Diffractive optical lenses, also known as Fresnel zone plates, are focusing optical components which use the wave nature of light to perform their optical function, unlike conventional refractive lenses which are based on geometrical ray optics concepts. Therefore, the diffractive optical lenses are flat and can be very thin, regardless of their focal length and overall diameter. To put this in perspective, in a conventional lens the diameter and the focal length will constraint the required minimum thickness that is necessary for the lens to be feasible.  Thus, for a lens with a small focal length and big diameter, the resulting lens can end up being very thick.

The design of the diffractive lens starts by calculating the parameters from a normal lens that will accomplish the same function in terms of focal length distance or magnification. The resulting curvature is then sampled at equidistant points. With the data on the local curvature, the next step is to collapse the entire curvature into a plane, such that the sag of each local area, the sampling points, starts at the same location along the optical axis. The resulting structure is referred to as Fresnel lens and is the kind of lens that can be found in lighthouses. Going one step further in the simplification of the new structure, the local curvature can be substituted by the average slope in that specific area. This will result in a structure that is easier to manufacture. Now, for making a diffractive optical lens, the local curvature can be approximated by discrete steps of light modulation, so the end structure is pixelated as in the case of all diffractive optical elements.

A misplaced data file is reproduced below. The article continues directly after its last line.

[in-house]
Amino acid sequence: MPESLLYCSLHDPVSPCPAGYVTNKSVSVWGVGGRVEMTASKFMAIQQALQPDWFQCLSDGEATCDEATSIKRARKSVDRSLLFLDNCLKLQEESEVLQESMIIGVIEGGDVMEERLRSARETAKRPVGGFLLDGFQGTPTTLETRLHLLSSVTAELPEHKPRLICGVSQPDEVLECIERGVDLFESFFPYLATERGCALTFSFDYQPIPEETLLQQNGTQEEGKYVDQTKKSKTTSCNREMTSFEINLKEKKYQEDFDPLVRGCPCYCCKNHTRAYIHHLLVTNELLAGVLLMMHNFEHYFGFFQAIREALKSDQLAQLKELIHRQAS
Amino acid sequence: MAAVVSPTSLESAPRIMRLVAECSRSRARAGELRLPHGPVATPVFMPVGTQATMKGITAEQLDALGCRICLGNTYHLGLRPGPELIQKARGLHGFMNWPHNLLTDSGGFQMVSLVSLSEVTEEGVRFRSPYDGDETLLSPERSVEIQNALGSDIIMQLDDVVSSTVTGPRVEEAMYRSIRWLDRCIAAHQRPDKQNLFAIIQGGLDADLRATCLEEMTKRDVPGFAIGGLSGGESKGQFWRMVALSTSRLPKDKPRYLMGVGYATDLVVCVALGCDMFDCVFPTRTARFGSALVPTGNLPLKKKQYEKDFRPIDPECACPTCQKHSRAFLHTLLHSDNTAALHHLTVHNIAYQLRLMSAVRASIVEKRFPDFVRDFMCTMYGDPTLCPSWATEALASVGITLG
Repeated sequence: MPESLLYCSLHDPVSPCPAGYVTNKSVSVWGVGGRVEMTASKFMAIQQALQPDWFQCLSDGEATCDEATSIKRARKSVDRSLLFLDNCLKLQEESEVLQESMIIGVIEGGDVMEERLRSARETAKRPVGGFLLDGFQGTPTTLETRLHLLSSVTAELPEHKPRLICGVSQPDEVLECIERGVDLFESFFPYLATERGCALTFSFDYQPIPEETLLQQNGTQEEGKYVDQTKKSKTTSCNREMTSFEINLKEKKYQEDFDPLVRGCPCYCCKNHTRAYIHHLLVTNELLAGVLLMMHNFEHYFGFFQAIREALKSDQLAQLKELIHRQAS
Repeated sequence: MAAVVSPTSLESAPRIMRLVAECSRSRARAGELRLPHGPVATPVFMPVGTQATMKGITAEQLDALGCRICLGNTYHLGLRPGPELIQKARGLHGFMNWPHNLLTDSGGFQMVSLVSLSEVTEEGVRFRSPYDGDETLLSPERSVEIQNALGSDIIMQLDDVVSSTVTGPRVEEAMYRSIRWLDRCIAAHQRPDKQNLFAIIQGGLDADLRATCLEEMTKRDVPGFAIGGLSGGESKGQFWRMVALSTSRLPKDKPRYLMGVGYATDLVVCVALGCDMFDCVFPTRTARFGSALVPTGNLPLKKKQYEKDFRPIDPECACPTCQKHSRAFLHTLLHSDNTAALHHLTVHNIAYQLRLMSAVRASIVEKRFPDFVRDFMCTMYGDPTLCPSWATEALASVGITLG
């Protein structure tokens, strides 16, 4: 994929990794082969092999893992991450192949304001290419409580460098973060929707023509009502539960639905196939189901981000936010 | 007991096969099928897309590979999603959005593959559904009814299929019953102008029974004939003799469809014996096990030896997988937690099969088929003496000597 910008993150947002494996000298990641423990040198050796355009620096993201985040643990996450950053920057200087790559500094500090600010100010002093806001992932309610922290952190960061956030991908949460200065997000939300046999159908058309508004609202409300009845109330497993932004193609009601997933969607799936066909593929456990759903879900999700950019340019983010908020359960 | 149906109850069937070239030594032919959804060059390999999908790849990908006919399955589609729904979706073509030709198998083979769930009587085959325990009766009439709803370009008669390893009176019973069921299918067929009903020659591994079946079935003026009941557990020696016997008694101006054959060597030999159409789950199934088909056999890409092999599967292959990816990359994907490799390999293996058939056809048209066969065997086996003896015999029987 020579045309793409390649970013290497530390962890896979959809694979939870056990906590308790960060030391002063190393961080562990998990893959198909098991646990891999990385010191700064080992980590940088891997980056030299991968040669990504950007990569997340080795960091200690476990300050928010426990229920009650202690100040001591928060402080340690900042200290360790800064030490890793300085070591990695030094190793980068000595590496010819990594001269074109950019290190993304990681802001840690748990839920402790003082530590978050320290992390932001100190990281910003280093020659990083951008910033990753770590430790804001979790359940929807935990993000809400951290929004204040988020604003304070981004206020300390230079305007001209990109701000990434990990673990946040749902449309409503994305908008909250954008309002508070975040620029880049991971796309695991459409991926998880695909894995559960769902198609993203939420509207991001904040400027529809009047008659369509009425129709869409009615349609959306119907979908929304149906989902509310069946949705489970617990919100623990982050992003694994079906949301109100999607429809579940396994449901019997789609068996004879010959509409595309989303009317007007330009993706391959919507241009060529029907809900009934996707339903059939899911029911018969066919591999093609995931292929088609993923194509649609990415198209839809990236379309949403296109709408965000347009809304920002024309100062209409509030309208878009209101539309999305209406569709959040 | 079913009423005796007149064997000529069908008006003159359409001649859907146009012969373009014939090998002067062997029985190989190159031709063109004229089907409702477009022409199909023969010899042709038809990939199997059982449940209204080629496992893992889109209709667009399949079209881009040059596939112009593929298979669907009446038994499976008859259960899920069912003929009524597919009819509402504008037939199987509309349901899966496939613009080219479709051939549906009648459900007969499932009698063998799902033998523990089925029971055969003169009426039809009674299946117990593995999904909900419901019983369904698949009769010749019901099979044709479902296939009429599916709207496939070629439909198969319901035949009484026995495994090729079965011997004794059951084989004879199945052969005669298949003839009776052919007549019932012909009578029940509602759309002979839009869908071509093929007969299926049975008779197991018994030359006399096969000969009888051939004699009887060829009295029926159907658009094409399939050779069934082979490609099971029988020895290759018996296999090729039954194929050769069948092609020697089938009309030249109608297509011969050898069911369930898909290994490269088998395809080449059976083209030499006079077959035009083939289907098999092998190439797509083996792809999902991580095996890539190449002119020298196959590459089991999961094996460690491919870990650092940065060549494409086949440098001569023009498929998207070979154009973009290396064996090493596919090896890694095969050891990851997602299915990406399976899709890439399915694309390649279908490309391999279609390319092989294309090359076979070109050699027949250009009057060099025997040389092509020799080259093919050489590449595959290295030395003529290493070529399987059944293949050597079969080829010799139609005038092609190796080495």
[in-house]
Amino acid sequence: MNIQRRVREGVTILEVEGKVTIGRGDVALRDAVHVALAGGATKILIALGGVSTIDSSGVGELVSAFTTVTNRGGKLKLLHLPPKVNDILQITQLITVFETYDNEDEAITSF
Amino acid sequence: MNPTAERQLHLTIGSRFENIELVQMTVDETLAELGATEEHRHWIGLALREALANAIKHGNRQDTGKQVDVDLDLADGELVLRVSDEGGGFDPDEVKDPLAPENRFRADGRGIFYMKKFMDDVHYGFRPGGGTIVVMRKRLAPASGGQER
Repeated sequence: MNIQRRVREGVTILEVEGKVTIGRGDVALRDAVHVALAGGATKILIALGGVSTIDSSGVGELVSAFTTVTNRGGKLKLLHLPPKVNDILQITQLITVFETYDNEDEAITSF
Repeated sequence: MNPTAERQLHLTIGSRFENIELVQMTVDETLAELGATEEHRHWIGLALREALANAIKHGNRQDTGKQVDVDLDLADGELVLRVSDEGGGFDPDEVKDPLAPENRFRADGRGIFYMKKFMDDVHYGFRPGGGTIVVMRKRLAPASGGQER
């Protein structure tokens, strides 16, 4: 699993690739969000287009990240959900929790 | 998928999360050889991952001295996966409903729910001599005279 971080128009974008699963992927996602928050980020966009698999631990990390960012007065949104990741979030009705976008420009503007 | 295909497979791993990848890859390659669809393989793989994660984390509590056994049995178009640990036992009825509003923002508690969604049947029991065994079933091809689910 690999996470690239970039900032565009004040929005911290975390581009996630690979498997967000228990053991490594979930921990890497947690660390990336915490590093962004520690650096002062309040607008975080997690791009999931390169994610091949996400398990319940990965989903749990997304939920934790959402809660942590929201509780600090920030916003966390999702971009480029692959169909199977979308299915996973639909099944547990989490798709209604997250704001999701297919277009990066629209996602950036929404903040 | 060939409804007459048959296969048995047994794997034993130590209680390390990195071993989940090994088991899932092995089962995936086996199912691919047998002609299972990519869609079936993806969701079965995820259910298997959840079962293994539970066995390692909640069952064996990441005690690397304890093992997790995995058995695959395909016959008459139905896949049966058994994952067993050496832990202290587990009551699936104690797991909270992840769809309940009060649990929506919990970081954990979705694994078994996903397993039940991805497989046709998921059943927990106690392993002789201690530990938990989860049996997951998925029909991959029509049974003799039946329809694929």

Diffractive Optical lenses are a very practical solution for applications in which a lightweight element is necessary. For the same reason, diffractive optical lenses are a befitting component for miniaturisation. Also, given the small volume required, the thermal effects on effective focal length are considerably less than for an equivalent conventional lens. As with all diffractive optical elements they work best with narrowband sources so they can be used more effectively with laser sources or even with LEDs. Given that any curvature information can be encoded into a diffractive optical lens, highly aspheric profiles can be used with no penalty whatsoever in terms of manufacturability. This is in contrast to conventional lenses that need to have an aspheric departure. In that case, the correct tooling had to be placed in beforehand and the limitations had to be well understood. Furthermore, the properties that can be encoded into a diffractive optical lens go beyond an aspheric profile for correcting aberrations. Some other functions like top hat beam generation can also be added.

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